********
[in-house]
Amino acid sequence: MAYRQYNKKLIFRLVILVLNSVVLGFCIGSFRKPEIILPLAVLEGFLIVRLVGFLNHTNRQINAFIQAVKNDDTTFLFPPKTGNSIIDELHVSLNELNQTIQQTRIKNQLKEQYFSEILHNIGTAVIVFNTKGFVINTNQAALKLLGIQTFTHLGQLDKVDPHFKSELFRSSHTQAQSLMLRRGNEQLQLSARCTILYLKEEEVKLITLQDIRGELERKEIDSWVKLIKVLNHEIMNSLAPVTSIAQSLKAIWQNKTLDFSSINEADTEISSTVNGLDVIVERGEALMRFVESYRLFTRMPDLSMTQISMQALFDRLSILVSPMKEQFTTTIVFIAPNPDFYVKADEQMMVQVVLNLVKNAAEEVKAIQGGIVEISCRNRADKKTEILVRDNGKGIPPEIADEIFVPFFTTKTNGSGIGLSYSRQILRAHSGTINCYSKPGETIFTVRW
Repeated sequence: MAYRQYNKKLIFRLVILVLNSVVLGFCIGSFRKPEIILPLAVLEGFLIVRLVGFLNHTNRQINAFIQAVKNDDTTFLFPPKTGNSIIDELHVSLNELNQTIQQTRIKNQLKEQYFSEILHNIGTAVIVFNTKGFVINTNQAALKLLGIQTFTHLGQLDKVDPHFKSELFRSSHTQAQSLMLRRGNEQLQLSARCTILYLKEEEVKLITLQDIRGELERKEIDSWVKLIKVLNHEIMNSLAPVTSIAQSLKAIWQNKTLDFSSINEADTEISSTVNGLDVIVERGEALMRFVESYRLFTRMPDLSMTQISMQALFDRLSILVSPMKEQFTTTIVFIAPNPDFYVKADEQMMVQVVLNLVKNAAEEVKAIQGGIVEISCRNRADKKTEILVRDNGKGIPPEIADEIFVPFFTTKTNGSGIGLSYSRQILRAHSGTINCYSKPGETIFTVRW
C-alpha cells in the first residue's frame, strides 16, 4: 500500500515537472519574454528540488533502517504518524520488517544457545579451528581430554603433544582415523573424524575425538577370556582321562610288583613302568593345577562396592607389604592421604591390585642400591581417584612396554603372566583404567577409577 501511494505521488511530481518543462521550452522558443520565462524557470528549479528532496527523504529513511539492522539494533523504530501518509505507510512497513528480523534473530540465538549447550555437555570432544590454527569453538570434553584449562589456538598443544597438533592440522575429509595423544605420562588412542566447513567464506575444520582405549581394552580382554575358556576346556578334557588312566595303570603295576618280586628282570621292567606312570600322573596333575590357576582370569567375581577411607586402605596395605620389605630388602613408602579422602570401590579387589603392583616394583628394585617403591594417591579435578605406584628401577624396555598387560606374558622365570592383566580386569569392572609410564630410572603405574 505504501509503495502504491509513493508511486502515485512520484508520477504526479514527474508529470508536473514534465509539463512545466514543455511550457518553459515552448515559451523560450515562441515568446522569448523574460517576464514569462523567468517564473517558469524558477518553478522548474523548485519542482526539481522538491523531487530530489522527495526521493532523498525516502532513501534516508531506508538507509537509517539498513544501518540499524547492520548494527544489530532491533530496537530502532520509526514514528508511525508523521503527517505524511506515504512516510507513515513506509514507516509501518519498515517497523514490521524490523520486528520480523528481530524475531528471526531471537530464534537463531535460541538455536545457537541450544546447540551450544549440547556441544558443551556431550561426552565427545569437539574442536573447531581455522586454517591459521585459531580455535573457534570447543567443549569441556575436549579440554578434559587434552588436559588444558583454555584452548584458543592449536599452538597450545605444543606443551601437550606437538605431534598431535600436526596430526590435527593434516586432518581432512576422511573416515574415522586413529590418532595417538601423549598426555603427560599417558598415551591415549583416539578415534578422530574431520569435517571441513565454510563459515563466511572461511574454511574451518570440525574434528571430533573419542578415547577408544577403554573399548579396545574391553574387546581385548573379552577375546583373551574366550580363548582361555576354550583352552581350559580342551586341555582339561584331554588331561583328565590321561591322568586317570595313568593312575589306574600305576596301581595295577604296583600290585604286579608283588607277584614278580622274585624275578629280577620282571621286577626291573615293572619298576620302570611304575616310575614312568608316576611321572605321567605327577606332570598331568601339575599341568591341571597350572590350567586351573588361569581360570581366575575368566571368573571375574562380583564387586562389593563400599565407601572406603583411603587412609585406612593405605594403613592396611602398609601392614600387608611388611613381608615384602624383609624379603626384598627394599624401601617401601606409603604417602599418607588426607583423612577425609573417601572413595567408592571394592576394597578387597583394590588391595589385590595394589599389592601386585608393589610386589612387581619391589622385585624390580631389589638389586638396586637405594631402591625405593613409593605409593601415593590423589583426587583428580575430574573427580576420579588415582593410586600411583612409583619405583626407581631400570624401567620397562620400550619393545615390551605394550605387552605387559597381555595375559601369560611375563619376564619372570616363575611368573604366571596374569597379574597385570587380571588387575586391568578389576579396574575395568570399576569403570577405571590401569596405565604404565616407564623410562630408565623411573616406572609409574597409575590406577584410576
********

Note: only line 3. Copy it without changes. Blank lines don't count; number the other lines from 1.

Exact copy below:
Repeated sequence: MAYRQYNKKLIFRLVILVLNSVVLGFCIGSFRKPEIILPLAVLEGFLIVRLVGFLNHTNRQINAFIQAVKNDDTTFLFPPKTGNSIIDELHVSLNELNQTIQQTRIKNQLKEQYFSEILHNIGTAVIVFNTKGFVINTNQAALKLLGIQTFTHLGQLDKVDPHFKSELFRSSHTQAQSLMLRRGNEQLQLSARCTILYLKEEEVKLITLQDIRGELERKEIDSWVKLIKVLNHEIMNSLAPVTSIAQSLKAIWQNKTLDFSSINEADTEISSTVNGLDVIVERGEALMRFVESYRLFTRMPDLSMTQISMQALFDRLSILVSPMKEQFTTTIVFIAPNPDFYVKADEQMMVQVVLNLVKNAAEEVKAIQGGIVEISCRNRADKKTEILVRDNGKGIPPEIADEIFVPFFTTKTNGSGIGLSYSRQILRAHSGTINCYSKPGETIFTVRW